Sammy Finkelman in reply to Andrew Branca. | December 18, 2015 at 1:57 pm

      So Porter has his right to not incriminate himself before his re-trial just as he did before his first trial.

      But the prosecution can, if it wants, read his entire testimony (complete with cross-examination) into the record. It is certainly true for any other witness who becomes unavailable.

      Or is that wrong?

      I would think they could use it, because anything he says can be used against him, and testifying constitutes awaiver of the right to remain silent.

      They just can’t call him again for further cross-examination.

        Not-a-lawyer, but I wouldn’t think the prosecution can read in Porter’s testimony if he asserts his right against self-incrimination because the defense can’t cross-examine him.

        Of course it can do that, at his trial or at the others’, but nothing he said helps them. What they’d hoped was that once he lost his immunity they could make him testify in the other defendants’ trials, and elicit testimony that was helpful to them, assuming he had any to give. Now they can’t do that.

        “I would think they could use it, because anything he says can be used against him, and testifying constitutes awaiver of the right to remain silent.”

        If you are suggesting that his prior testimony could be read into the record at the trial of one of his co-defendants, I think you are wrong. If Porter refuses to testify, then there would be a confrontation issue with allowing his testimony to be read to the jury. The co-defendant would not be able to cross-examine Porter.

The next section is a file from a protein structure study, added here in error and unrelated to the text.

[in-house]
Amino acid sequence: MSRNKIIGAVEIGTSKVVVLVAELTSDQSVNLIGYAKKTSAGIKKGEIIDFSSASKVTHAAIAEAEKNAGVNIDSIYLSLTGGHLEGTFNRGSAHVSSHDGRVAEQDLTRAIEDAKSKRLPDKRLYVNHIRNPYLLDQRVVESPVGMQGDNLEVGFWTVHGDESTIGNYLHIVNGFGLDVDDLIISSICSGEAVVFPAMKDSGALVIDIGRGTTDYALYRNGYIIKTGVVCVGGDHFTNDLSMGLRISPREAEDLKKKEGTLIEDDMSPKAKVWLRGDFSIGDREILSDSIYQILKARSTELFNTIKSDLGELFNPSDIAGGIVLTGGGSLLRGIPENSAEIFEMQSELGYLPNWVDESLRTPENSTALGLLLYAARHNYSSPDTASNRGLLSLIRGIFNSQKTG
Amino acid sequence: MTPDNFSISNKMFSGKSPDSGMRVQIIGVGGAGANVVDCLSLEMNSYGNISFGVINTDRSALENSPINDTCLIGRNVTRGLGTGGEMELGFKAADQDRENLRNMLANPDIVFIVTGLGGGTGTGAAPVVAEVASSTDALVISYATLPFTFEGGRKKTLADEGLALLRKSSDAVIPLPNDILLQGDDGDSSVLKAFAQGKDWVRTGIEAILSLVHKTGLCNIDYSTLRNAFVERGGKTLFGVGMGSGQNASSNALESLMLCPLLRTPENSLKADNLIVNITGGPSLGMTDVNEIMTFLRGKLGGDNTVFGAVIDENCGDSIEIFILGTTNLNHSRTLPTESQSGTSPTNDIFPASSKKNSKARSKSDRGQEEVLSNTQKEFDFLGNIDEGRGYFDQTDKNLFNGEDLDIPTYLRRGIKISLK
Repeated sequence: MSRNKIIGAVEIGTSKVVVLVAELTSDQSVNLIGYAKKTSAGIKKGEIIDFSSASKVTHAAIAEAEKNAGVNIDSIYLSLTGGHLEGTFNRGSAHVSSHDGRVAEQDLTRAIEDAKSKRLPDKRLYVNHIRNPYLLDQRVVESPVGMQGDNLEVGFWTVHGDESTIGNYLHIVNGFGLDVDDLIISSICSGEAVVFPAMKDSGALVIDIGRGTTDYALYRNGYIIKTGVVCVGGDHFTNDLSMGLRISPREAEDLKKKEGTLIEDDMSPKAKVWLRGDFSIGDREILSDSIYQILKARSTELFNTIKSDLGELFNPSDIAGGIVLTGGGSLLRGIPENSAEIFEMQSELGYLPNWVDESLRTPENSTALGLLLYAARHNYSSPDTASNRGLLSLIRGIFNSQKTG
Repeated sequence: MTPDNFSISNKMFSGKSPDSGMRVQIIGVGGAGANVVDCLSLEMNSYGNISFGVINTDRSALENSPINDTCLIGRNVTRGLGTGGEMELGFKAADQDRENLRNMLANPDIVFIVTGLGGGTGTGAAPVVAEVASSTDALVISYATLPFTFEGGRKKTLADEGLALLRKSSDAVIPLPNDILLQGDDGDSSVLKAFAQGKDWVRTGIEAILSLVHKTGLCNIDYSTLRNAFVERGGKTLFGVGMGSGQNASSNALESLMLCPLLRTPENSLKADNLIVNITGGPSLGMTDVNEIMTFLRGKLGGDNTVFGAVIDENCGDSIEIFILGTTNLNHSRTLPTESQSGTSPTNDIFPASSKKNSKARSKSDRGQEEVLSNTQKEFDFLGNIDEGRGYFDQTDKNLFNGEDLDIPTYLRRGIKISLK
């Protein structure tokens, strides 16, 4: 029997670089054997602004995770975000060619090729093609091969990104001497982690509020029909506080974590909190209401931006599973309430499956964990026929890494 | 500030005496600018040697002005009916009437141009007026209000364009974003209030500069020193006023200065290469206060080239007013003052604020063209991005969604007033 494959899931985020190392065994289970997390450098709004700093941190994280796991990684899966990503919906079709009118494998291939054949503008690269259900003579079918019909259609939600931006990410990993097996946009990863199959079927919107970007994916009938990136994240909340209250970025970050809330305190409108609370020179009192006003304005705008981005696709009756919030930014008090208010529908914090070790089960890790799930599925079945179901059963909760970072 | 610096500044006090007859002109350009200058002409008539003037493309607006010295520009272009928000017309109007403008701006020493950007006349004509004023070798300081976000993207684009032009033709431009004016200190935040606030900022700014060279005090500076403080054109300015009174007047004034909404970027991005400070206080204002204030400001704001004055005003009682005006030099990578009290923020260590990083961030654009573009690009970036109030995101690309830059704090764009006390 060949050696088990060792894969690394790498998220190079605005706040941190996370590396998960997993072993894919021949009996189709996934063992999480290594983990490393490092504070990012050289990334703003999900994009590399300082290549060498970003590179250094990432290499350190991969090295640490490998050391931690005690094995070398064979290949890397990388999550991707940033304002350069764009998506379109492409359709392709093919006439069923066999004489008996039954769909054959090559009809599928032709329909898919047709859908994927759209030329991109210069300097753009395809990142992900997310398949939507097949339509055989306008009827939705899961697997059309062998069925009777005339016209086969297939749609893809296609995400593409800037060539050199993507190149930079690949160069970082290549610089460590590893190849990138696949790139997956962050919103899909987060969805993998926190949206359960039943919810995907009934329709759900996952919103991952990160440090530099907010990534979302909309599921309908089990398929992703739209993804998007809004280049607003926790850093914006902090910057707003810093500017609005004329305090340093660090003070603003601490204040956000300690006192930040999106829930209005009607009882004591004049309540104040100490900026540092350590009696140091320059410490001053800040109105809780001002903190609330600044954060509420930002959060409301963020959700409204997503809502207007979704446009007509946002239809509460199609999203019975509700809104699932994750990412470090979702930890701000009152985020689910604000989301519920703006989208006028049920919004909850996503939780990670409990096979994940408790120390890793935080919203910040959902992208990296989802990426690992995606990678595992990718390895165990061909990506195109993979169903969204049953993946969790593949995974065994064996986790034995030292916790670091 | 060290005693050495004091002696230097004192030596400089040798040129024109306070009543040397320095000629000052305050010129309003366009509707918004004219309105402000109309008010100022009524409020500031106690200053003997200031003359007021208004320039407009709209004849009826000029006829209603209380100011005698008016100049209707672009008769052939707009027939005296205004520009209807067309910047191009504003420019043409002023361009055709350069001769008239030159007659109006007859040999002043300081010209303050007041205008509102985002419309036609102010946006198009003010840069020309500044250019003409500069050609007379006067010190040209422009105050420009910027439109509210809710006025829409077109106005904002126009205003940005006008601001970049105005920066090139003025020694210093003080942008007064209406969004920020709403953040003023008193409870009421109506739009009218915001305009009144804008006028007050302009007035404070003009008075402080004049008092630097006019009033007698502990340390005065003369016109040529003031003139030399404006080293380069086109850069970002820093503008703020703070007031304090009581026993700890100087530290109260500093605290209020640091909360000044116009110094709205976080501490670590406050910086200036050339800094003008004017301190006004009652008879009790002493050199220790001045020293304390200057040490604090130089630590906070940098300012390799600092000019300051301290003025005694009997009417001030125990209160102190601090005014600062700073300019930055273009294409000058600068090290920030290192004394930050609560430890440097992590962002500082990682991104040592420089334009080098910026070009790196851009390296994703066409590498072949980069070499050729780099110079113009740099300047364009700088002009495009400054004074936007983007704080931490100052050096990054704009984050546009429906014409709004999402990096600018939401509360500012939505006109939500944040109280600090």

I have to preface this with my I’m-not-a-lawyer-but:

“…Best for her, of course, would have been a guilty verdict. In that event she would have claimed a clear win for “justice.” As important for her next trials, she could have compelled Porter to testify in the trials of the other five officers, as he would no longer be under legal jeopardy and thus no longer could avail himself of his 5th Amendment right to not incriminate himself….”

Having been found guilty of *this* charge by the State does not mean Porter could not be charged with additional State charges, let alone Federal charges (such as civil rights violations, as in the Rodney King officer case). How could he be compelled to testify with such a sword hanging over his head? Mosby can NOT grant him immunity to Federal charges, but any Federal case would certainly be able to use his testimony in this case to convict him. Right?

    The doctrine of collateral estoppel would most likely preclude the State from trying Porter in a second trial on additional charges arising from the same events. They’re supposed to decide what they are going to try him on, and do it. If they leave charges on the table, that’s on them. Otherwise prosecutors could take innumerable swings at the ball, and that’s not generally permitted.

    With respect to Federal charges, what do you have in mind? Civil rights violations? There’s no evidence of it, besides the fact that both Porter and Gray are/were African American would greatly complicate any claim that Porter acted as he did from racial animus.